Monday, January 25, 2010

this little story made me cry. oh, how i love pigs!!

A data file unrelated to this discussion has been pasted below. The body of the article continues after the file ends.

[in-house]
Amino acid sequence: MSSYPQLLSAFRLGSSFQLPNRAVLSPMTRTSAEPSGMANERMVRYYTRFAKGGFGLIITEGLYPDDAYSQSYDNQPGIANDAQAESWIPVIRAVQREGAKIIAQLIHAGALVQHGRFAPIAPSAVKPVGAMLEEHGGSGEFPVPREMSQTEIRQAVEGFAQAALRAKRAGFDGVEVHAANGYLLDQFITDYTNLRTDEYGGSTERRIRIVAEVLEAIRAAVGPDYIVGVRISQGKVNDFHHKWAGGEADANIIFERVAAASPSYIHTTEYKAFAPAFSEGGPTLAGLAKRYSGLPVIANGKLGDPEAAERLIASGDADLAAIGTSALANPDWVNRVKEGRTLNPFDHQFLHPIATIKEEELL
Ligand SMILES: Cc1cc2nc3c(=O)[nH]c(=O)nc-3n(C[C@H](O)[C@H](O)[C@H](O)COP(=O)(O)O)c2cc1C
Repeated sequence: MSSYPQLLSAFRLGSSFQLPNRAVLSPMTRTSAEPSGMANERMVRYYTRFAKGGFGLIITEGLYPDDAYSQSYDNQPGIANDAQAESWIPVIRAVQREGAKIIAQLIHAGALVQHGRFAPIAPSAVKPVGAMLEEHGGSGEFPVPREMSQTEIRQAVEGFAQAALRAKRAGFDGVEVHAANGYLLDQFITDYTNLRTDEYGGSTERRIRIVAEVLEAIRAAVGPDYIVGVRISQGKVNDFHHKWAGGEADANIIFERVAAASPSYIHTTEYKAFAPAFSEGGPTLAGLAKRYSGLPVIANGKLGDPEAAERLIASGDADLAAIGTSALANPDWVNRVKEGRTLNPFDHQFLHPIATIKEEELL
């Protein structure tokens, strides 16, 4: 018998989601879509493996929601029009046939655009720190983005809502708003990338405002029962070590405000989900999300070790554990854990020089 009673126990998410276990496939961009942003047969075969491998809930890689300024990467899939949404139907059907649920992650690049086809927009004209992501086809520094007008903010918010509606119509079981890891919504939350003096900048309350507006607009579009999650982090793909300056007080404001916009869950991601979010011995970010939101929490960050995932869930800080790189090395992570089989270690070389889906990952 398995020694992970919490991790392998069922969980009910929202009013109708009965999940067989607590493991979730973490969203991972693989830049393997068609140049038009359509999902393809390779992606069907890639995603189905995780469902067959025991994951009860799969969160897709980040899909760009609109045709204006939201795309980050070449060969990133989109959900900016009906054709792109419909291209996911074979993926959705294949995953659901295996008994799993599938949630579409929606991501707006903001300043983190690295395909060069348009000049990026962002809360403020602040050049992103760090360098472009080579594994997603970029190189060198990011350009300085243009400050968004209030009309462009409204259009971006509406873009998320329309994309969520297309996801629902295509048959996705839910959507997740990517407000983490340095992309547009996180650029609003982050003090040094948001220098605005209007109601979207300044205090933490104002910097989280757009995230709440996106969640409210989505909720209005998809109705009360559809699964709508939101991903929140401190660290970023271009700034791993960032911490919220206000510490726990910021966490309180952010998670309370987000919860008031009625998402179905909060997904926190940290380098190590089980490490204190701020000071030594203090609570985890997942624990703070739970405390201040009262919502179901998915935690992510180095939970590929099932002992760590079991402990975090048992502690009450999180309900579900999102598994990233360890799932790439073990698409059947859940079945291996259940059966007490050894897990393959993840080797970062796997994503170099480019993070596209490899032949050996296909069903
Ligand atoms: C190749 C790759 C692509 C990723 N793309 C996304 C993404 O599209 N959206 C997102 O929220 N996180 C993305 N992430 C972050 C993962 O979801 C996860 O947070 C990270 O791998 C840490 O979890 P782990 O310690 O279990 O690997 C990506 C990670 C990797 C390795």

Jean Liebenberg / Farm SanctuaryFaithful Paw Nation readers will recall past stories about Farm Sanctuary's work providing homes for rescued goats, lambs, and ducklings. Farm Sanctuary rehabilitates animals who have escaped from farms, slaughterhouses, or inadequate homes, and lets them live out their days in peace on one of its two countryside properties, located in Watkins Glen, NY, and northern California. Susie Coston, Farm Sanctuary's national shelter director, recently wrote a heart-warming blog post titled A Reason to Get Up in the Morning that made us fall in love with the place all over again.Coston shared the story of Angie, an elderly pig living at Farm Sanctuary's New York property who found herself alone after her pig companions died. Coston told Paw Nation that Angie had always been a happy pig who loved playing with her friends. Once she was on her own, however, Angie became depressed. She even lost interest in going out to the pasture."We were thinking Angie was done," Coston told Paw Nation, "She was old. She wasn't eating and she was just laying there. We were thinking we might have to put her down." Coston went on to say that pigs are very intelligent and exhibit sophisticated emotions. Like humans, they are even prone to getting ulcers when they are stressed and upset.Farm Sanctuary staff tried introducing new friends to Angie, but she rejected each with "a bite on the rump or a run around the stall." Eventually, though, a new porcine pal would win Angie's heart. The tiny piglet, named Fiona, arrived at the sanctuary and became curious about Angie. And so, Coston told Paw Nation, with much trepidation the staff placed the piglet in the pen with the grouchy old lady."To tell you the truth, we were scared Angie might bite her. Fiona was so curious and just walked all over her, and Angie let her. After that they were together all the time." Even though Angie was eleven years old and arthritic, she spent every day rooting through the dirt and rolling in mud with her young buddy. Coston told Paw Nation she wasn't sure whether Angie thought Fiona was her baby, but that they always acted very tenderly towards one another.These antics went on all spring and summer. By fall, however, Angie's health began to fail. Fiona spent every moment with Angie as the older pig slipped away, sleeping snuggled up close to her. In the last days of her life, Angie was not alone.

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